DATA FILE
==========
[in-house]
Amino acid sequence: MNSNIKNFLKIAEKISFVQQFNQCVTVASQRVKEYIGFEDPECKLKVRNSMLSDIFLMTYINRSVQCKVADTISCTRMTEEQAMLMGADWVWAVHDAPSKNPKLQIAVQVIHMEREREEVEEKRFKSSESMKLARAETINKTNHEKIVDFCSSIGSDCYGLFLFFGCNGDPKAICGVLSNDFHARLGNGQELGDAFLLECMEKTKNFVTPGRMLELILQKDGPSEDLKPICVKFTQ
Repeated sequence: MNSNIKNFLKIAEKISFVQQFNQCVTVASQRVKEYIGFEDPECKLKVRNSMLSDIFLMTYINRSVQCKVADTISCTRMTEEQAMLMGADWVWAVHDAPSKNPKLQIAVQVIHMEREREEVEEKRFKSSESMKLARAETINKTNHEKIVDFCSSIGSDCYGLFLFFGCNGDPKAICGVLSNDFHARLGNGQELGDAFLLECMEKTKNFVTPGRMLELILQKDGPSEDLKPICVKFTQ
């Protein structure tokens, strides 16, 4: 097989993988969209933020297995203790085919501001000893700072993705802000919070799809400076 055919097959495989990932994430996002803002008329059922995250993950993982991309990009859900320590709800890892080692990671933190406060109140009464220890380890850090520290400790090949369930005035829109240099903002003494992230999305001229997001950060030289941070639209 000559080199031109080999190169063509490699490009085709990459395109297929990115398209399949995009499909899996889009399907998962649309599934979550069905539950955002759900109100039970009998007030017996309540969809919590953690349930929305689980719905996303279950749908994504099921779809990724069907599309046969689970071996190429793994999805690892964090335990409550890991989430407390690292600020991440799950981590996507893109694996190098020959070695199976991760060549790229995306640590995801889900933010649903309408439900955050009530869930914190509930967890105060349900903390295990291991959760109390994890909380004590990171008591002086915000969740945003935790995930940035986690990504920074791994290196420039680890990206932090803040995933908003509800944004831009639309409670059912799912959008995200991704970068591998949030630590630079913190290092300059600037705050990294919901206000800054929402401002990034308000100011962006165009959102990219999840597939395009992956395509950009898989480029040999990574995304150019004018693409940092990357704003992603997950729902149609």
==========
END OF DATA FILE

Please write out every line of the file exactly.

[in-house]
Amino acid sequence: MNSNIKNFLKIAEKISFVQQFNQCVTVASQRVKEYIGFEDPECKLKVRNSMLSDIFLMTYINRSVQCKVADTISCTRMTEEQAMLMGADWVWAVHDAPSKNPKLQIAVQVIHMEREREEVEEKRFKSSESMKLARAETINKTNHEKIVDFCSSIGSDCYGLFLFFGCNGDPKAICGVLSNDFHARLGNGQELGDAFLLECMEKTKNFVTPGRMLELILQKDGPSEDLKPICVKFTQ
Repeated sequence: MNSNIKNFLKIAEKISFVQQFNQCVTVASQRVKEYIGFEDPECKLKVRNSMLSDIFLMTYINRSVQCKVADTISCTRMTEEQAMLMGADWVWAVHDAPSKNPKLQIAVQVIHMEREREEVEEKRFKSSESMKLARAETINKTNHEKIVDFCSSIGSDCYGLFLFFGCNGDPKAICGVLSNDFHARLGNGQELGDAFLLECMEKTKNFVTPGRMLELILQKDGPSEDLKPICVKFTQ
């Protein structure tokens, strides 16, 4: 097989993988969209933020297995203790085919501001000893700072993705802000919070799809400076 055919097959495989990932994430996002803002008329059922995250993950993982991309990009859900320590709800890892080692990671933190406060109140009464220890380890850090520290400790090949369930005035829109240099903002003494992230999305001229997001950060030289941070639209 000559080199031109080999190169063509490699490009085709990459395109297929990115398209399949995009499909899996889009399907998962649309599934979550069905539950955002759900109100039970009998007030017996309540969809919590953690349930929305689980719905996303279950749908994504099921779809990724069907599309046969689970071996190429793994999805690892964090335990409550890991989430407390690292600020991440799950981590996507893109694996190098020959070695199976991760060549790229995306640590995801889900933010649903309408439900955050009530869930914190509930967890105060349900903390295990291991959760109390994890909380004590990171008591002086915000969740945003935790995930940035986690990504920074791994290196420039680890990206932090803040995933908003509800944004831009639309409670059912799912959008995200991704970068591998949030630590630079913190290092300059600037705050990294919901206000800054929402401002990034308000100011962006165009959102990219999840597939395009992956395509950009898989480029040999990574995304150019004018693409940092990357704003992603997950729902149609």